Burr & Forman

11.12.2013   |   Blog Articles, Consumer Finance Litigation, ECOA, Fourth Circuit

Fourth Circuit: Borrower Validly Waived ECOA Claim After Executing Waiver In Connection With Loan Restructuring Agreements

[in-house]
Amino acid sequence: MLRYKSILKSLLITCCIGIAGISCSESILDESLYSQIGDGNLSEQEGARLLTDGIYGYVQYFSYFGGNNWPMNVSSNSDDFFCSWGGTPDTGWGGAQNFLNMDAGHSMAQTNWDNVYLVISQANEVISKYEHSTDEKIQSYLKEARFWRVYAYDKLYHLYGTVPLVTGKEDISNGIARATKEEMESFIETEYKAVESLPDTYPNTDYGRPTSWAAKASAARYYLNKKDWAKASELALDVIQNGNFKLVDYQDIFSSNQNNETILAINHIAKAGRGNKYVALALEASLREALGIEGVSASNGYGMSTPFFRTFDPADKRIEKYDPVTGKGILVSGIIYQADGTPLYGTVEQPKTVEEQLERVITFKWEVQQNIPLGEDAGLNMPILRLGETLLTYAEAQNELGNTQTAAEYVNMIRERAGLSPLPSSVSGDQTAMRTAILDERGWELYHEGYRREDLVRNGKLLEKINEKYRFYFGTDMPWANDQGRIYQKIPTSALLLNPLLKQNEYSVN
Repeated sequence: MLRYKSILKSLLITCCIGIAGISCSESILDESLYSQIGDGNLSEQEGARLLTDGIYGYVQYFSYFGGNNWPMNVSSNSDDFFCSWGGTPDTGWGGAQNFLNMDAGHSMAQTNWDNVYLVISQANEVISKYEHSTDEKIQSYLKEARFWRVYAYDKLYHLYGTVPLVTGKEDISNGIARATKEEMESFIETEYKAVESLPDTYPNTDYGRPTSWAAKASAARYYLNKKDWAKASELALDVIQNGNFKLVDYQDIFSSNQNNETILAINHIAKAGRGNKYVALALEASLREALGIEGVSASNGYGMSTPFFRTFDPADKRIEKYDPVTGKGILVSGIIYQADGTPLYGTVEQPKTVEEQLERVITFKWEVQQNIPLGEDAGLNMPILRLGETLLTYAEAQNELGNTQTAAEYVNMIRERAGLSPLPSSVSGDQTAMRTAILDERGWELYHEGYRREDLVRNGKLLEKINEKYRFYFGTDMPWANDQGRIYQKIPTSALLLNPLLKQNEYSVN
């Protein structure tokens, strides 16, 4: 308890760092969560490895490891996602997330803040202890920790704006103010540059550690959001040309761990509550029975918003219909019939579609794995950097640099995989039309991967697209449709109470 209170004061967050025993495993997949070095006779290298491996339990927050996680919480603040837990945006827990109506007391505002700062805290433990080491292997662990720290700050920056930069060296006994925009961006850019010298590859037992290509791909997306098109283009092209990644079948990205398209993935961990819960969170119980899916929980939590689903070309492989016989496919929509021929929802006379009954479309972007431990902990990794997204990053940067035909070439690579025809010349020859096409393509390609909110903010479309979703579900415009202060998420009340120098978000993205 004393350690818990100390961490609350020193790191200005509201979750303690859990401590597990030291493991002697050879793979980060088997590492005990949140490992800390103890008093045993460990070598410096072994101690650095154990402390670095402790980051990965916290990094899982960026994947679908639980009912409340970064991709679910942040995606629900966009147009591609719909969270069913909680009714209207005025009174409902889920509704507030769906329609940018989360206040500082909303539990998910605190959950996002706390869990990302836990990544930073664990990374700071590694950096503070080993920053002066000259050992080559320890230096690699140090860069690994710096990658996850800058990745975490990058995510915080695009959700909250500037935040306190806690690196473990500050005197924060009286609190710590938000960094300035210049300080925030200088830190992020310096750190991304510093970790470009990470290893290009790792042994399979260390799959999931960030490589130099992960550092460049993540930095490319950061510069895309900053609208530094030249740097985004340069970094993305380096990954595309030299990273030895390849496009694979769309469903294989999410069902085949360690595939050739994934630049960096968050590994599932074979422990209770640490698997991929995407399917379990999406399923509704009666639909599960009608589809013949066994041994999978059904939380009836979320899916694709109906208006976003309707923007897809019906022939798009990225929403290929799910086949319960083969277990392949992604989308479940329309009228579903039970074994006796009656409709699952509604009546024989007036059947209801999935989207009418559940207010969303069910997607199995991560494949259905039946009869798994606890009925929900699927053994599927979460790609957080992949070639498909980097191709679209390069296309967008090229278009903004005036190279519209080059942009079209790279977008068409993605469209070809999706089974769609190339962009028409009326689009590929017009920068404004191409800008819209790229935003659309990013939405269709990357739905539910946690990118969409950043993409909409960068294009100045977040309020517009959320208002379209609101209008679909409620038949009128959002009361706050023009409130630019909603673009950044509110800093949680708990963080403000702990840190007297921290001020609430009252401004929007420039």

The U.S. Court of Appeals for the Fourth Circuit recently held that waiving any and all claims as part of loan restructuring agreements applied to a claim under the Equal Credit Opportunity Act (“ECOA”). In Ballard v. Bank of America, N.A., — F.3d —, 2013 WL 5814757 (4th Cir. 2013), the plaintiff filed suit alleging that the lender violated the ECOA by requiring her to guarantee loans to her husband’s business. The plaintiff’s husband obtained a business loan and, after defaulting on the loan, sought to restructure the debt. The lender required the plaintiff to guarantee the original loan and execute the subsequent restructuring agreements after default. When the plaintiff executed the restructuring agreements, she waived “any and all claims.” The court found that the ECOA prohibits creditors from discriminating against applicants with respect to marital status and prohibits requiring a spouse’s signature on a loan agreement when the person individually qualifies for the loan. The ECOA has several exceptions which allow lenders to obtain the signature of a borrower’s spouse. First, a lender may require a spouse’s signature after it determines that the borrower does not independently qualify for the loan. Second, a lender may require a spouse’s signature if the spouse co-owns the entity that benefits from the loan. Finally, a lender may require a spouse’s signature when he or she jointly owns the property used as collateral for the loan. The plaintiff argued that the lender violated the ECOA by requiring her to guarantee the loan without determining her husband’s creditworthiness and by requiring her to assume unlimited liability on the debt. Taking the allegations in the plaintiff’s complaint as true, the court found that none of the exceptions applied. The plaintiff alleged that the lender failed to assess her husband’s creditworthiness before requiring her signature, she was not a co-owner or shareholder of her husband’s business, and she did not co-own the properties used as collateral. While the court found that none of the exceptions under ECOA applied, it determined that the plaintiff waived her ECOA claim with each loan restructuring agreement she executed. Significantly, the court determined that the lender did not require the plaintiff to execute the waiver as a precondition for obtaining the loan. Instead, the lender required the waiver after the company defaulted on the loan as part of the restructuring agreement, which “afford[ed] both parties a negotiated benefit.” Accordingly, the court held that the borrower waived her ECOA claim and affirmed the lower court’s dismissal of the plaintiff’s complaint. For more information on consumer finance litigation topics, please contact one of the Burr & Forman team members for assistance. We are happy to answer any questions or concerns you may have.

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